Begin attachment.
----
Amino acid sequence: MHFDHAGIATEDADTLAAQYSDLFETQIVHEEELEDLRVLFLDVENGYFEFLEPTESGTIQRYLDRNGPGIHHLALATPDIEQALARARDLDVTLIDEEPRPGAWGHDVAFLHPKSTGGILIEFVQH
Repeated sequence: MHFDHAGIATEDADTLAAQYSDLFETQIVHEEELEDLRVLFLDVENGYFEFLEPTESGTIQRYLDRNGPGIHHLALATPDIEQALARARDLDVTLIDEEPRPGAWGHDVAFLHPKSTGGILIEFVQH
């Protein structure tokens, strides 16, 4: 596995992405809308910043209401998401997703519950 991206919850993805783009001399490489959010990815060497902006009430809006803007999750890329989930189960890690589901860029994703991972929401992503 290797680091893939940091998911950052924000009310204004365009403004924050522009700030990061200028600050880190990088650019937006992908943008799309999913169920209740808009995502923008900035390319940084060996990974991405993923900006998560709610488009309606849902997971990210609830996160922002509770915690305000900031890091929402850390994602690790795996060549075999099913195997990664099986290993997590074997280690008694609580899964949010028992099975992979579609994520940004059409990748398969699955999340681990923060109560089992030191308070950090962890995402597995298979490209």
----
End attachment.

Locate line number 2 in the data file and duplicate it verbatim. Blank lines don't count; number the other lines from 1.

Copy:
Repeated sequence: MHFDHAGIATEDADTLAAQYSDLFETQIVHEEELEDLRVLFLDVENGYFEFLEPTESGTIQRYLDRNGPGIHHLALATPDIEQALARARDLDVTLIDEEPRPGAWGHDVAFLHPKSTGGILIEFVQH